Abstract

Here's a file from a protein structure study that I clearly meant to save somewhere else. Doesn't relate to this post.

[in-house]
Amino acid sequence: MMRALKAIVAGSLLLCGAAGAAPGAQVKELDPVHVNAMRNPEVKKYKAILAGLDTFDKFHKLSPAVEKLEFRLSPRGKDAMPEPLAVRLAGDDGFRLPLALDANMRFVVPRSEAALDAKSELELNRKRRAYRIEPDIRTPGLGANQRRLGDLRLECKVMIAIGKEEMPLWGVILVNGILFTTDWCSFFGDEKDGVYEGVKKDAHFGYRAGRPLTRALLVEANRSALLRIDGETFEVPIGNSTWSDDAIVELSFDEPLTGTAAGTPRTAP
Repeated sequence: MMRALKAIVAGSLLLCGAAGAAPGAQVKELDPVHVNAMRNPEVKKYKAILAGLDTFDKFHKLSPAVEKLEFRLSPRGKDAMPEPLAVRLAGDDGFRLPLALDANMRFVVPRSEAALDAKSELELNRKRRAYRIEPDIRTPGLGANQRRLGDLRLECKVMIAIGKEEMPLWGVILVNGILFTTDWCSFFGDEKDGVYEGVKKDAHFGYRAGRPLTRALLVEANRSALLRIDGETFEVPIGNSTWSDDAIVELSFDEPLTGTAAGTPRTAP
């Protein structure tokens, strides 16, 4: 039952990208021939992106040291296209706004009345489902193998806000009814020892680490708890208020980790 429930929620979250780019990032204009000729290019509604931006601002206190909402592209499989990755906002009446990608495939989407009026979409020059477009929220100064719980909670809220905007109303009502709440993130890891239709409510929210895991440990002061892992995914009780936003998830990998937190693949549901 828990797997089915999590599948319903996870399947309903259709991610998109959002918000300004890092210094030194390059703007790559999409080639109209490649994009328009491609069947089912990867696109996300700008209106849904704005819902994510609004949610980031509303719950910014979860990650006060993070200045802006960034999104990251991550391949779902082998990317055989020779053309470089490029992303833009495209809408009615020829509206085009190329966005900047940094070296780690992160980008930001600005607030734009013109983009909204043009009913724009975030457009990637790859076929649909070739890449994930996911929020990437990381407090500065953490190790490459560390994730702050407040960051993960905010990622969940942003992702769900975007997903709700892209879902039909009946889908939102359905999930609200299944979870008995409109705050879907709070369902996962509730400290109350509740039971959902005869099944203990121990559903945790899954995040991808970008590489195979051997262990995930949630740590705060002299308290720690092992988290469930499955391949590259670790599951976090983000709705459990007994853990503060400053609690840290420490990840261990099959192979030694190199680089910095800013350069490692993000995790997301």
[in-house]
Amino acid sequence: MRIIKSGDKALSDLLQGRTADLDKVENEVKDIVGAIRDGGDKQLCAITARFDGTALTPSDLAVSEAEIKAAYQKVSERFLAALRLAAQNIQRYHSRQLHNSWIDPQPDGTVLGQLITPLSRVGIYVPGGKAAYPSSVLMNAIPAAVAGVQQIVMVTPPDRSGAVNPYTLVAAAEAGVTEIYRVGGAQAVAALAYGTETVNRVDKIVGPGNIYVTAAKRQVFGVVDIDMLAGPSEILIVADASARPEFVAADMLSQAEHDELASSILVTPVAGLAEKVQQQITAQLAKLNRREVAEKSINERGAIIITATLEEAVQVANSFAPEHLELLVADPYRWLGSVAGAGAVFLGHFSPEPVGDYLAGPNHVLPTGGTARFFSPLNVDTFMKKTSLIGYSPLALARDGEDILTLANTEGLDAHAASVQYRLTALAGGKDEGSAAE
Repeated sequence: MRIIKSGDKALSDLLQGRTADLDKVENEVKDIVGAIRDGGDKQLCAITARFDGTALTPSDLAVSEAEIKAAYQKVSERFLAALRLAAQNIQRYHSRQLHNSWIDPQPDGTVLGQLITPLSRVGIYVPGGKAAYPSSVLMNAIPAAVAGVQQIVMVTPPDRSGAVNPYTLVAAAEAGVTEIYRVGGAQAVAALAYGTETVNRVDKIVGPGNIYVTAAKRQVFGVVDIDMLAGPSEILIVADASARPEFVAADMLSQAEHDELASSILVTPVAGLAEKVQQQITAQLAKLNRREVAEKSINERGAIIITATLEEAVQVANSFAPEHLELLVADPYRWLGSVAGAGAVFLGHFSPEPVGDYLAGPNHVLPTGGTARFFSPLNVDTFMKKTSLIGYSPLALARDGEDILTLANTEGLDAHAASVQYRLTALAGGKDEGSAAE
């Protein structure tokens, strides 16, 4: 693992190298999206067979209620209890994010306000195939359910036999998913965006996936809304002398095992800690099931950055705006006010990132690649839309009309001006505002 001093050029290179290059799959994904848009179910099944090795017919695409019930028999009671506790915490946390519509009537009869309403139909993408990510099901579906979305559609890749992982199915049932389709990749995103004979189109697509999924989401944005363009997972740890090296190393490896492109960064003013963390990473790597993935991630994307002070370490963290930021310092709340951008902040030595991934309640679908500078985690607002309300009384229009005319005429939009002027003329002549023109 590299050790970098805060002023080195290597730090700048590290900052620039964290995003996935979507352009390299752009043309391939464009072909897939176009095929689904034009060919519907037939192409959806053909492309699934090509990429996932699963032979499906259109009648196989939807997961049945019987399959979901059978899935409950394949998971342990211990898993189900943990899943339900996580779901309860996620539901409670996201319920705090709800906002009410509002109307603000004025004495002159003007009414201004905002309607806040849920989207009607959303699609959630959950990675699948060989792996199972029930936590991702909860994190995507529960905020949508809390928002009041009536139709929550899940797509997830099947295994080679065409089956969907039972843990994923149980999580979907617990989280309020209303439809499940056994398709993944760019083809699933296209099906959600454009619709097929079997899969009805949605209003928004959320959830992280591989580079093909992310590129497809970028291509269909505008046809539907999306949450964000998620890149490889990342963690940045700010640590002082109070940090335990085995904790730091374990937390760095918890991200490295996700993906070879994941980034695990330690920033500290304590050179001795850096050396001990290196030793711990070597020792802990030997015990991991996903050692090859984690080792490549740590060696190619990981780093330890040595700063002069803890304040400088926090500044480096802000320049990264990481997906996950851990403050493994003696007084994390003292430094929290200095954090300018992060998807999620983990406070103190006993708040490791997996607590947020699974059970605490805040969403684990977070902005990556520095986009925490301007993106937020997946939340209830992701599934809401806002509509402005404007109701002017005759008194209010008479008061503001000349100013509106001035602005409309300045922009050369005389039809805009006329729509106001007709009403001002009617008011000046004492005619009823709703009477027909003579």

Increasing evidence of the incompatibility between the geologic thermal histories deduced from the 40Ar/39Ar incremental-heating technique and those derived from other methods has necessitated a careful evaluation of the assumptions inherent in the former approach. 40Ar/39Ar age spectra are frequently used to infer the spatial distribution of Ar in hydrous minerals and, as such, require that the mineral remains stable while heated in vacuo. Aliquots of Mmhb-1, an inter-laboratory hornblende standard used for K-Ar and 40Ar/39Ar dating, were heated in vacuo at temperatures of 500, 700, 930, and 1050 °C for 30 min. Up to 700 °C, no physical changes in the hornblende were observed with the scanning electron microscope, although X-ray diffraction data indicate that it had dehydroxylated to oxyhornblende at this temperature. The onset of the structural decomposition of the oxyhornblende, as revealed by backscattered- and secondary-electron images, occurs at ∼930 °C and is directly correlated with the initial release of 6% of its radiogenic Ar (40Ar*). The breakdown of the oxyhornblende by the internal nucleation of incongruent melt is almost (93%) complete by 1050 °C—the reaction products being titano-magnetite, melt, a "pyribole" phase, and internal voids. Because Ar is released simultaneously from these products and is subsequently homogenized in vacuo, this breakdown can yield plateau age spectra, regardless of any original Ar spatial gradients in the mineral. Consequently, independent evidence may be required to establish whether a plateau date from hornblende is truly a geologically significant age.

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